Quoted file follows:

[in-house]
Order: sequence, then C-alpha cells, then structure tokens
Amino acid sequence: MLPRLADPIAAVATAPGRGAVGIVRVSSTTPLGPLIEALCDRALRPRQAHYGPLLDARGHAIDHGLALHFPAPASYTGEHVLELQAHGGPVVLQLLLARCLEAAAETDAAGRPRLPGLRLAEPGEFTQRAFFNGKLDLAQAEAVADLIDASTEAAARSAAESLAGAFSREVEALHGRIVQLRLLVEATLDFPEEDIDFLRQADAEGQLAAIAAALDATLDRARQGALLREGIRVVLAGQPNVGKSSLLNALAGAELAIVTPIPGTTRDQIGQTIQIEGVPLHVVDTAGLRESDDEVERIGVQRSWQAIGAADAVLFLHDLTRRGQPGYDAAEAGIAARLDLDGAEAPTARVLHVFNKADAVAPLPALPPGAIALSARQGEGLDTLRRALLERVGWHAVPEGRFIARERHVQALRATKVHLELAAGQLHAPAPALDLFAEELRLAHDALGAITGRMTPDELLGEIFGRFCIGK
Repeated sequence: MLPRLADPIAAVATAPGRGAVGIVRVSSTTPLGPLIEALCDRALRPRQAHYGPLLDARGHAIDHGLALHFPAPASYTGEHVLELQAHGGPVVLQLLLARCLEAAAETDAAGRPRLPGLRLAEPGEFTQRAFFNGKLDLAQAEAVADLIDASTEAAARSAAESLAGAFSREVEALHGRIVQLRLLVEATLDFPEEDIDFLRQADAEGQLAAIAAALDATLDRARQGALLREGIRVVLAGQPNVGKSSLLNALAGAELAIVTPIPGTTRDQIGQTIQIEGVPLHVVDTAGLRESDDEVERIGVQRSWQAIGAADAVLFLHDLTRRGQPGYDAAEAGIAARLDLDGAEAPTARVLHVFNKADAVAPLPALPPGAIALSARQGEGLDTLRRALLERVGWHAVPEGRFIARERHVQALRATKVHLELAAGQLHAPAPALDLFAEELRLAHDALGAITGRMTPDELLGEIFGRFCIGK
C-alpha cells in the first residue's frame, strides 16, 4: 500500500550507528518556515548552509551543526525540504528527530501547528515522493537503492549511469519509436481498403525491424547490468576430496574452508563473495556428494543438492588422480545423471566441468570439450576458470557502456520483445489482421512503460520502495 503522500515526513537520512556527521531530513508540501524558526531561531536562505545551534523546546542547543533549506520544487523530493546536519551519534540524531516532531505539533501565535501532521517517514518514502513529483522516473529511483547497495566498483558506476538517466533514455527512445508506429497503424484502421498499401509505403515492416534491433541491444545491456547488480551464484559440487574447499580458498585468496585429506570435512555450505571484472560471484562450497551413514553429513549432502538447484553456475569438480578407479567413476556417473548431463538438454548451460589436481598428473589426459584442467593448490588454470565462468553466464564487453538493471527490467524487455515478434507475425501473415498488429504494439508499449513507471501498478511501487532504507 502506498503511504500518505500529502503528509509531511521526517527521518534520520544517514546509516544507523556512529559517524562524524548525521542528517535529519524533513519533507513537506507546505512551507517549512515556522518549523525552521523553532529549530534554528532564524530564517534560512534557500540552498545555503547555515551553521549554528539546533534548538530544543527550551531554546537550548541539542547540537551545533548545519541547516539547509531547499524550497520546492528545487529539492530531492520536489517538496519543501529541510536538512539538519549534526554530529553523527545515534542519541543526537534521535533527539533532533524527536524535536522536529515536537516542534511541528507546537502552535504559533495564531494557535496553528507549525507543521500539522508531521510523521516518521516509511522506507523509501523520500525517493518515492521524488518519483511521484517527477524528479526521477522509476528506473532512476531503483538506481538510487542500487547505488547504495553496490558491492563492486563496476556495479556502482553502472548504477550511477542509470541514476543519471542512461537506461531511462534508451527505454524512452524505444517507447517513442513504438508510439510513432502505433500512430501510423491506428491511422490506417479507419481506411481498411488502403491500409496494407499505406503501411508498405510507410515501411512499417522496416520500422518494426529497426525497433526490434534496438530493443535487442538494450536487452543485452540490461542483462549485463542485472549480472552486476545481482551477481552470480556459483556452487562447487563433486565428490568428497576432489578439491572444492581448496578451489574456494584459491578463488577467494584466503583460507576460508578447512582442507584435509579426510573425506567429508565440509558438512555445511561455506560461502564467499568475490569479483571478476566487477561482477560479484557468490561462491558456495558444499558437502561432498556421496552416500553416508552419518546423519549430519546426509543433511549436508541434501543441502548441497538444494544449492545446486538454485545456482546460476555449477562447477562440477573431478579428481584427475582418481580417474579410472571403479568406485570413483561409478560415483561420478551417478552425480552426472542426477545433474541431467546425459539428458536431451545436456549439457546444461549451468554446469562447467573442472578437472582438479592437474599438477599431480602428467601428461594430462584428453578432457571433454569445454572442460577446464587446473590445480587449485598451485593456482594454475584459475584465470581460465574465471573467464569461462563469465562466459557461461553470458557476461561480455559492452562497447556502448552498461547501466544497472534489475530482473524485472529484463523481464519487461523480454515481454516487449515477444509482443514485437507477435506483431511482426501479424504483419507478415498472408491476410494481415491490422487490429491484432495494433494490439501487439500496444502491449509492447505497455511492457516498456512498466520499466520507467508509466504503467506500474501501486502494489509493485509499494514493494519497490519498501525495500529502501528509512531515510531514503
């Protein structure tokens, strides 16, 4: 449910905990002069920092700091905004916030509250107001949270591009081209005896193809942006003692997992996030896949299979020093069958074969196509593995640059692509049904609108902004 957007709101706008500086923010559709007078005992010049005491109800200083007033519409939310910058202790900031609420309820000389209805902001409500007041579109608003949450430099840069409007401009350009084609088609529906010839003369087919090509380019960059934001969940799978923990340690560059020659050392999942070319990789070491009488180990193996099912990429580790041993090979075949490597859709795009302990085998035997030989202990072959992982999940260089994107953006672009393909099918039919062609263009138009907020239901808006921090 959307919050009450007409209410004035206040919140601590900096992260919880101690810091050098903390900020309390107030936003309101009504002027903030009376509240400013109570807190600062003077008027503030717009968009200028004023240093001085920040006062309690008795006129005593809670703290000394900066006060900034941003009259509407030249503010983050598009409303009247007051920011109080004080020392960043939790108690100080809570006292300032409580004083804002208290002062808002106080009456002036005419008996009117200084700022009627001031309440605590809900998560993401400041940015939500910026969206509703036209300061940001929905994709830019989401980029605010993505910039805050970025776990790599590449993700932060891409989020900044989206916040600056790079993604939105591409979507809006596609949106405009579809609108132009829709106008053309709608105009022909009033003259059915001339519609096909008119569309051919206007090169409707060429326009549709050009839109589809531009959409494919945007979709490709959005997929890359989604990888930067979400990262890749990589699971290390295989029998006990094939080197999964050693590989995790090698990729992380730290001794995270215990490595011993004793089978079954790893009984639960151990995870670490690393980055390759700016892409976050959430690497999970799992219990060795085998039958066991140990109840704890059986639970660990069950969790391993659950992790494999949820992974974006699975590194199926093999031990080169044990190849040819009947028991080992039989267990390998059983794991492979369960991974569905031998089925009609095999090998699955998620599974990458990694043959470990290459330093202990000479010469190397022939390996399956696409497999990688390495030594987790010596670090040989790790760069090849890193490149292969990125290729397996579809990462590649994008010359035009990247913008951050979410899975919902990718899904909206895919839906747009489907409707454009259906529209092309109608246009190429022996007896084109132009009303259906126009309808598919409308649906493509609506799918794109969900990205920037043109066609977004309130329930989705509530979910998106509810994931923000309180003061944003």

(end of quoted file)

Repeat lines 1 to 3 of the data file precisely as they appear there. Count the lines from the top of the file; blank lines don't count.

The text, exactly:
[in-house]
Order: sequence, then C-alpha cells, then structure tokens
Amino acid sequence: MLPRLADPIAAVATAPGRGAVGIVRVSSTTPLGPLIEALCDRALRPRQAHYGPLLDARGHAIDHGLALHFPAPASYTGEHVLELQAHGGPVVLQLLLARCLEAAAETDAAGRPRLPGLRLAEPGEFTQRAFFNGKLDLAQAEAVADLIDASTEAAARSAAESLAGAFSREVEALHGRIVQLRLLVEATLDFPEEDIDFLRQADAEGQLAAIAAALDATLDRARQGALLREGIRVVLAGQPNVGKSSLLNALAGAELAIVTPIPGTTRDQIGQTIQIEGVPLHVVDTAGLRESDDEVERIGVQRSWQAIGAADAVLFLHDLTRRGQPGYDAAEAGIAARLDLDGAEAPTARVLHVFNKADAVAPLPALPPGAIALSARQGEGLDTLRRALLERVGWHAVPEGRFIARERHVQALRATKVHLELAAGQLHAPAPALDLFAEELRLAHDALGAITGRMTPDELLGEIFGRFCIGK